COVID-19, FEATURE — April 14, 2020 at 1:37 pm

Separated parents struggle with children moving back and forth during shelter in place order

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Graphic by Darian Williams

Throughout the United States, everyone is encouraged to practice social distancing to lower the risk of catching and spreading the virus. With the coronavirus forcing people to stay inside, it has brought up many concerns to families. Florida Governor Ron Desantis has issued a stay-at-home order for all of Florida to keep citizens safe, but unfortunately, this makes it difficult for children to move from place to place if their parents are separated. 

Due to safety precautions, some students are unable to see their family members. Senior Kaley Morabito lives with her dad and visits her mom a couple of times during the week. She expresses how upsetting it is not being able to see her mom as much as she used to. 

“Before the virus occurred, I would go back and forth to see my mom and dad but now I only see my mom once a week. I feel more comfortable staying at my dad’s, but I miss being able to go to my moms more often. I try to stay in connect with my mom over the phone but she also works a lot so it’s quite difficult,” Morabito said. “I really wish this would go away soon so things could go back to normal. 

Some challenges include deciding where the child should stay and if they are able to see the other parent. As families continue to practice social distancing, it is becoming challenging not being able to see their child for a long period of time and not knowing how long this separation will last. 

“My dad lives in Delray so during the weekdays when there was school it was really hard for me to visit him. My mom is really concerned with the virus so she doesn’t let me leave the house and I haven’t been able to see my dad. I really miss my dad and being able to go out and do fun things with him,” senior Payton Price said. “I know we have to be safe and practice social distancing but this is affecting being able to see my dad more.”

Despite not being able to see family members, students are finding ways to keep in contact with family members through facetime or phone calls. Being in quarantine has brought families closer together but also brings stress and conflict due to the frustration of not being able to see other family members and disrupting their old routine. 

It has been difficult with bigger families as it creates a greater risk and worries parents. Senior Sanjiv Ramnanan and junior Sanjana Ramnanan both live with their mother and three other siblings and they have yet to see their dad in weeks. 

“Because of the virus, I have not seen my dad in four weeks and since we have a bigger family it’s a challenge for all of us to go and see my dad. I really miss the way things used to be and going out to do different family activities,” Sanjiv said.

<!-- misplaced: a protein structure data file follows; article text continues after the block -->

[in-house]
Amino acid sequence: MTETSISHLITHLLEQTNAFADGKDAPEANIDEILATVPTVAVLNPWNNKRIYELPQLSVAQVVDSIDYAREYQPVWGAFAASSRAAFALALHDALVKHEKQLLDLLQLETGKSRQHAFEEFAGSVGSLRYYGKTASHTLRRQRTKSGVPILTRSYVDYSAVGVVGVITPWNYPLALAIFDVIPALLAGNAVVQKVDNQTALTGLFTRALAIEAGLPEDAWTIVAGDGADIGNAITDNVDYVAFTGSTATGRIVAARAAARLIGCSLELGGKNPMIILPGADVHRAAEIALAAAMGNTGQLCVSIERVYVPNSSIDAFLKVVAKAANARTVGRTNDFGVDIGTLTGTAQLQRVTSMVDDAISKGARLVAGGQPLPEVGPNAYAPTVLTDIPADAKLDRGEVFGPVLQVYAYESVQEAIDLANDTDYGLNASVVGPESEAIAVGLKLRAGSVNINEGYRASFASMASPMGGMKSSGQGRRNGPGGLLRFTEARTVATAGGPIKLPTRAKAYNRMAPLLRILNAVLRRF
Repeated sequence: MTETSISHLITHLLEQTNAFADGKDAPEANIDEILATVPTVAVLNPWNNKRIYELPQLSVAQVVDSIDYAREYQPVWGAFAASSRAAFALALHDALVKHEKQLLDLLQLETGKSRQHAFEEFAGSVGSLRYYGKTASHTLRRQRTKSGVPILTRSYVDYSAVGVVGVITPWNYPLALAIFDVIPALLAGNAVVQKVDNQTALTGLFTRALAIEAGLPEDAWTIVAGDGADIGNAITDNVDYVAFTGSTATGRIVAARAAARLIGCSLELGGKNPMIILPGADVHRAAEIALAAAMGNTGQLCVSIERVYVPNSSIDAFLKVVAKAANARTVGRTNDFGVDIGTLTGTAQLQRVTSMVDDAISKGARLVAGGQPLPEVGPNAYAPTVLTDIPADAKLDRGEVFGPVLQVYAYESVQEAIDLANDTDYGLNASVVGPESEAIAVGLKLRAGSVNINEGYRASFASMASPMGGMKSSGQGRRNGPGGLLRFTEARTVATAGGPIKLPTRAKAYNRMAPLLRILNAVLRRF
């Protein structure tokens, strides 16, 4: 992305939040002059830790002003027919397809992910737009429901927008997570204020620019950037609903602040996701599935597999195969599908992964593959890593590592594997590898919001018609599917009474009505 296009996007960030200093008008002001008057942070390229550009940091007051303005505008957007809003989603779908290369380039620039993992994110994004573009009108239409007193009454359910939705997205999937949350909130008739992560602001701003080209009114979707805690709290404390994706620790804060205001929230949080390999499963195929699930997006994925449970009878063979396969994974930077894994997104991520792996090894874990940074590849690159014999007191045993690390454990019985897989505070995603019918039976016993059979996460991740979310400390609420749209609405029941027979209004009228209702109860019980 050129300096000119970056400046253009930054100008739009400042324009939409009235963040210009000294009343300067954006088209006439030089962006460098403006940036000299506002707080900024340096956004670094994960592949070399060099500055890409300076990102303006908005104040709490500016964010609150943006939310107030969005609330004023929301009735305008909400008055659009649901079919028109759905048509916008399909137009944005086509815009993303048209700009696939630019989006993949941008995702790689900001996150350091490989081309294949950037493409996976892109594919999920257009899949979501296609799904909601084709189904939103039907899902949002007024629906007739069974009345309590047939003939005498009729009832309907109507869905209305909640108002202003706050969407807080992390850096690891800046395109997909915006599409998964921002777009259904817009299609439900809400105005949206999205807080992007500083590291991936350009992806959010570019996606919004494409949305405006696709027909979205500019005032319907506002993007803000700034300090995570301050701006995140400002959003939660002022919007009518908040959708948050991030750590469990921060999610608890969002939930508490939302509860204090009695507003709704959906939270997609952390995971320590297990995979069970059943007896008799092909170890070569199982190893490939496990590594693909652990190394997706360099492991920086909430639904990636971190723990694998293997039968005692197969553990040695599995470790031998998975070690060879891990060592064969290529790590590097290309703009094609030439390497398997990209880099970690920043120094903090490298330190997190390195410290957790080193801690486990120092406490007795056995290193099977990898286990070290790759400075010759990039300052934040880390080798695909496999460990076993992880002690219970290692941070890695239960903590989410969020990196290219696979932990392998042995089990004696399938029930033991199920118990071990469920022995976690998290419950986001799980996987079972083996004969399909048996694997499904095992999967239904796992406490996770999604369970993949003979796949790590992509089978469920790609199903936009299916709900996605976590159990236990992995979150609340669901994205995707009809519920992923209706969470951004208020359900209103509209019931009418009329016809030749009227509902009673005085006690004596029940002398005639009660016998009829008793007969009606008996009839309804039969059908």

Since they have a big family they try to spend time together and keep themselves busy. However, arguments can occur at times as they are all angry by the fact that they are unable to go out. They are trying to adapt to this change and are unable to process not seeing their dad.

Being in quarantine has also created difficulty with families lies continuing their normal routines. Sanjana and her family are very close and would do things like go out to eat, go shopping and travel frequently. Her family tries to stay close by playing games and having family movie nights but she says it doesn’t feel the same. 

“It’s really hard not seeing my dad like we used to. Before the virus, I saw him way more so it’s sad now because we can’t. My dad makes sure to keep in contact by calling us and making sure we are okay. We had lots of plans and unfortunately, they were canceled, but we hope when all of this is over we can go back to our normal routines and be able to follow through our plans,” Sanjana said. 

Having separated parents is challenging and can have major effects on parents and children alike. The pandemic is causing separated parents to make sacrifices to ensure their children are healthy and not exposed. Families are trying to stay positive by keeping children distracted but it has become tough due to the fact that schools, restaurants and other common areas that they enjoyed are closed. Although there are restrictions, the importance of staying home and being safe is encouraged. 

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Anayiris Guzman is a senior at Marjory Stoneman Douglas High School. She is involved in many clubs at school, like Big Brothers Big Sisters and Peer Counseling.

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